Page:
As a 20-year-old female college student, I have learned and been forced to come to terms with the fact that the world can be an incredibly cruel place. As you age, you realize nowhere in this world is 100 percent safe from harm, not even your school campus.
Although Fullerton College doesn’t have much crime, it’s alarming for women to find reports of a forcible sex offense, fondling, domestic violence and sexual assault on or near campus on the Clery Annual Security Report. Although the majority of crimes on campus are burglary, motor vehicle theft and aggravated assault, crimes against women are still unsettling.
Thirty-five percent of women over the globe have experienced physical or sexual violence from either a partner or non-partner at some point in their lifetime, according to the World Health Organization (WHO).
Thirty-five percent sounds alarming, doesn’t it?
The National Coalition Against Domestic Violence included in a state-by-state report that 40 percent of California women experience physical intimate partner violence in their lifetime. If that isn’t scary enough, they also reported that a forcible rape happens every 56 minutes in California.
The most at-risk age group for these occurrences are those of college age (18-24 years old).
The statistics are daunting…and sickening.
When you discover these facts as a young woman, it’s easy to become paranoid, knowing a woman is assaulted or beaten every nine seconds in the United States as you hurriedly walk to your car late at night tightly clutching your keys.
Luckily, campus safety is available 24/7 at FC.
Campus safety not only provides students with general safety and protection, but also provides escort services for both students and staff who feel uneasy about their late walk to their car. They are also able to write incident reports of criminal activity or anything unusual happening on campus.
Campus safety is essential to have a safe environment for all students. Without enforced campus safety or an officer present at all times of the day, a situation could go awry at any time.
In addition to campus safety, there are emergency phones located throughout the campus.
Women should travel in pairs or groups, stay on pedestrian paths, be aware of their surroundings at all times (this means do not keep your eyes glued to your phone, it attracts more predators knowing someone isn’t paying attention), park in well-lit areas and carry some sort of personal safety device, such as pepper spray or a keychain that doubles as a personal security alarm.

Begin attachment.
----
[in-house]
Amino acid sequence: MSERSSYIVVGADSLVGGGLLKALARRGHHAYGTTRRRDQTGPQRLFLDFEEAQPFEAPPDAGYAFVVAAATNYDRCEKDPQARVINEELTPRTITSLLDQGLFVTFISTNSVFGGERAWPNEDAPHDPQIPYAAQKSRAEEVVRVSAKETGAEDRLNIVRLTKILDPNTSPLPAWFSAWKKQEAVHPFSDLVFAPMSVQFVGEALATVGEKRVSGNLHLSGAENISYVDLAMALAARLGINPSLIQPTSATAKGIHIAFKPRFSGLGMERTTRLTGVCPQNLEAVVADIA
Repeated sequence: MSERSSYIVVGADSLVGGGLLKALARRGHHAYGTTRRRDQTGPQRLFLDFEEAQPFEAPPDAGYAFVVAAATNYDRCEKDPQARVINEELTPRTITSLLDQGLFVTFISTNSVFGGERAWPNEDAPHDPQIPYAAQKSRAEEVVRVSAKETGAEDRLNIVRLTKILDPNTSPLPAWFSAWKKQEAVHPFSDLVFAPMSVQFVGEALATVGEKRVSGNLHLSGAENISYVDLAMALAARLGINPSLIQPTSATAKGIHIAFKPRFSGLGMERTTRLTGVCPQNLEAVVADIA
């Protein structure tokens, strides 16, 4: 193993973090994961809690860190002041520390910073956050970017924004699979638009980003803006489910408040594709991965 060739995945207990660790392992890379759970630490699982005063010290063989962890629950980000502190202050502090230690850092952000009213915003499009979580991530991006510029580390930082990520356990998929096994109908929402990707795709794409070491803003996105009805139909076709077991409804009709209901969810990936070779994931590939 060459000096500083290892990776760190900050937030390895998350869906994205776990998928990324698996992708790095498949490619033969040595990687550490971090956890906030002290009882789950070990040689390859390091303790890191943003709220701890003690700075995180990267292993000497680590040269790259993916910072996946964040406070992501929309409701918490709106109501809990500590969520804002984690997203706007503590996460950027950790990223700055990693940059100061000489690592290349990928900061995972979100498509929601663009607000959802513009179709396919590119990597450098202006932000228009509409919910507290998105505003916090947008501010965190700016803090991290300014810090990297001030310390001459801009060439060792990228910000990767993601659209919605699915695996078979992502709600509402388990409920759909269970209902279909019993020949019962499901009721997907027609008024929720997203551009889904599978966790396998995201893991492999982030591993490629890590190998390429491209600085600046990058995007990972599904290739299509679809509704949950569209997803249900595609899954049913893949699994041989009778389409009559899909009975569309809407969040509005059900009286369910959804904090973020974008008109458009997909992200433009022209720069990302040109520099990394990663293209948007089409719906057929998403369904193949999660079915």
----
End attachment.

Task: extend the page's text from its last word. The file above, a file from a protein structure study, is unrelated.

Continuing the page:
Parking lots are the most dangerous places for women. The best thing to do once you get in your car is to drive. Lock the doors and roll your windows up when you get in.
If there is anything suspicious or peculiar happening on campus or nearby, campus safety should be called immediately to be reported and investigated. Trust your gut instinct.
In a survey of 30 students, both men and women, everyone said they felt mostly safe on campus. Where it varied between the sexes was the factor of what time of the day it was. Out of the 15 women surveyed, nearly every single one mentioned that their level of comfort is negatively impacted once it’s dark out. Nearly all 15 men had no problem with it.
Student Megan Marmol will sometimes feel safe on campus while other days, she is on edge. Marmol gets out of class at 6:30 p.m. and nervously awaits her ride once the sun falls. In order to protect herself, her father insisted on buying pepper spray for her at the bookstore.
“I’m probably that friend who’s more afraid… my friends don’t think it’s going to happen to them, but it can,” Marmol said.
While some men made jokes about what would make them feel like they were in harm’s way at school, others took on a more serious tone in explaining what they worry about from time-to-time.
Student Gabriel Maldonado said he feels relatively safe on campus. Growing up in South-Central Los Angeles, he is more cautious and aware of his surroundings. Maldonado has night classes and sometimes wonders if he’ll get robbed while waiting for the bus or even get hit by a car while walking on campus. He also acknowledged the differences between what men and women worry about.
“Anything can happen,” Maldonado said.
Women are constantly looking over their shoulders to ensure they aren’t being followed or have 911 at the ready as they walk to their car. Men raise their eyebrows and wonder what the fuss is all about.
So boys, you might want to reconsider calling us “paranoid.” Considering the startling figures, we are justifiably vigilant.
Campus safety can be contacted at (714) 992-7777 in case of an emergency.